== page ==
Saturday, September 17, 2011

Soga/Burnside family history

Janet Soga m.s. Burnside (1827-1903)
Janet Burnside, wife of Tiyo Soga, was born to Alan Burnside and Isabelle Kirkland on 18 March 1827, Hutchesontown, Glasgow. Scotland. Her father was a weaver, Janet and her sister Margaret were yarn winders, another sister, Anne, was employed at a gingham warehouse and their mother was a dressmaker.

The 1851 Census reveals that the Burnsides were then living in the Saltmarket area of Glasgow. Janet and family were part of the congregation of Hutchesontown Relief Church.

Tiyo Soga was at that time studying at the United Presbyterian Church College in Edinburgh, financially supported by the John Street Church, Glasgow. It seems likely that he and Janet met through church circles.

1857 was a turning point for the couple: they married, Tiyo Soga was ordained in February and in April he and Janet sailed for South Africa on the Lady of the Lake, arriving in Port Elizabeth 3 July 1857.  Soga founded a mission station at Mgwali, remaining there until 1867 when he moved over the Kei to Tutura, where he died.   

Their children were:

WILLIAM ANDERSON SOGA, b. January 5, 1858, South Africa; d. July 15, 1916,
South Africa. [He was 13 years old when his father Tiyo Soga died. Medical missionary; established Miller Mission nr Elliotdale, Transkei; 1885 married Scotswoman Mary Agnes Meikle. Their son Alexander R B Soga followed his father into the medical field, qualifying at Glasgow in 1912; he practised at Elliotdale and subsequently at Idutywa.]

JOHN HENDERSON SOGA, b. February 10, 1860, South Africa; d. March 11, 1941,
Southampton.[Trained for the ministry in Edinburgh, qualified 1893, returned to South Africa, established mission station at Mbonda; married Isabella Brown, daughter of Christina (m.s. McKay) and David Brown. See previous post on this blog.]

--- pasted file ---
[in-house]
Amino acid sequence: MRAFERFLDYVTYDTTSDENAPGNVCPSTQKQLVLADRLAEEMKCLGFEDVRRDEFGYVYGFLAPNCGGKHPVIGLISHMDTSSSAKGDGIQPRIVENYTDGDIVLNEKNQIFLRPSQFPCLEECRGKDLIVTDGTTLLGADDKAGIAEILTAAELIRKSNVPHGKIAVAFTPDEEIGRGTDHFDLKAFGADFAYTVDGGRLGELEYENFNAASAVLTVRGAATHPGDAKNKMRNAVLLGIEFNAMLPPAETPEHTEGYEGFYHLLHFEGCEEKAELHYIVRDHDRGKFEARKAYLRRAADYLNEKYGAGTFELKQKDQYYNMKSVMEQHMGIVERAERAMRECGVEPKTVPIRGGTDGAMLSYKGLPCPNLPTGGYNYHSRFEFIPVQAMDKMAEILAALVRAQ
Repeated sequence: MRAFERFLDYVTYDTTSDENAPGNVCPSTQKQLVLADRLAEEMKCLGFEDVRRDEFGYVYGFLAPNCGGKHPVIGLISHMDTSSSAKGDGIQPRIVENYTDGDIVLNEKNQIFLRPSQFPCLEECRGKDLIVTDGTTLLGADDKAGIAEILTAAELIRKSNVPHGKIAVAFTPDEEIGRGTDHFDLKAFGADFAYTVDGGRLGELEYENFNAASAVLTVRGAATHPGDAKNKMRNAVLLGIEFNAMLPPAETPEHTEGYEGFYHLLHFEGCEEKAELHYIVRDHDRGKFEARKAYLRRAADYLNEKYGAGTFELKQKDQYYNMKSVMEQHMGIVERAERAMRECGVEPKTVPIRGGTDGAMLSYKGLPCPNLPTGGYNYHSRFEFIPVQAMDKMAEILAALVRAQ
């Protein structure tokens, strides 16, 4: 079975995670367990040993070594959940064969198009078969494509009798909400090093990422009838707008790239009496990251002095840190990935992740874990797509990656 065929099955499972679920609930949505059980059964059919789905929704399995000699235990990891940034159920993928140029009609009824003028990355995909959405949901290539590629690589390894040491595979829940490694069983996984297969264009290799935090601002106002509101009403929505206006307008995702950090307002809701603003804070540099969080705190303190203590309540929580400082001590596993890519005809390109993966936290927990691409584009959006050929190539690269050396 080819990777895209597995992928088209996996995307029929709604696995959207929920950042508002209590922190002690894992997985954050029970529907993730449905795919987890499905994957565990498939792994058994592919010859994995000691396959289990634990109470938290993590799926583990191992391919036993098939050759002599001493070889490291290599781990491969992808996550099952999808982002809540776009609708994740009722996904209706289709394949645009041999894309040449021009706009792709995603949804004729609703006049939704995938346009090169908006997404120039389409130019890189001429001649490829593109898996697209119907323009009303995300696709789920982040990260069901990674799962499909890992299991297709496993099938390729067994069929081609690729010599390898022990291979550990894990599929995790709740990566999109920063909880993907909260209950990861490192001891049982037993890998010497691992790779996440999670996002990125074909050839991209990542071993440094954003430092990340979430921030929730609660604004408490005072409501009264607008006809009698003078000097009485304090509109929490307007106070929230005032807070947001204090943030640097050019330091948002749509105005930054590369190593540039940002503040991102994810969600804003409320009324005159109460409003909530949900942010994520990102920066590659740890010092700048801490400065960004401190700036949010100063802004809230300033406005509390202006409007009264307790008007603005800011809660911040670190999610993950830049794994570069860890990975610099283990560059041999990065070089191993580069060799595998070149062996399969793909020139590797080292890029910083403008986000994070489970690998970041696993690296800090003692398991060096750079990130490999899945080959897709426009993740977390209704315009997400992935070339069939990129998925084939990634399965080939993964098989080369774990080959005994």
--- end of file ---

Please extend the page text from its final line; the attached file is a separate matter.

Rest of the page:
ALAN KIRKLAND SOGA, b. November 24, 1861, South Africa; d. 1938, South
Africa. [His forenames a combination of Janet Burnside's parents' names. He studied law, became a magistrate in Transkei; later he became editor of a South African newspaper; married Ellen Mba of the Xhosa. Their son De Villiers Soga became a Presbyterian Minister.]

ISABELLA MCFARLANE SOGA, b. May 10, 1864, Inverkip Renfrew; d. March 16,
1884, South Africa.

JOTELLO FESTIRI SOGA, b. 1865, South Africa; d. December 12, 1906, South
Africa. [Qualified as a veterinary surgeon at Dick College, Edinburgh in 1886 and returned to South Africa; he played an important role in the fight against rinderpest in 1897. Jotello married Catherine Watson Chalmers; they had three daughters: Catherine, Margaret and Doris. For further information on Jotello Soga see]

FRANCES MARIA ANNA SOGA, b. February 10, 1868, South Africa; d. September
20, 1942, South Africa. [Missionary.]

JESSIE MARGARET SOGA, b. February 8, 1870, South Africa; d. February 23,
1954, Glasgow. [The youngest of the children, was only a year old when her father Tiyo Soga died in August 1871.]

There was one other child who was stillborn; Tiyo and Janet Soga had 8 children in total.

Janet died on 1 September 1903 in Glasgow. Although she had limited education, she was an intelligent woman: this is borne out by the fact that after Soga's death the Foreign Mission Committee of the United Presbyterian Church offered her a position as one of their missionaries in the field.


Dr. Seán Damer said...

How do you know that the United Presbyterian Church offered Janet Burnside Soga a post as a missionary in South Africa following the death of her husband?

Mole said...

Source: private family information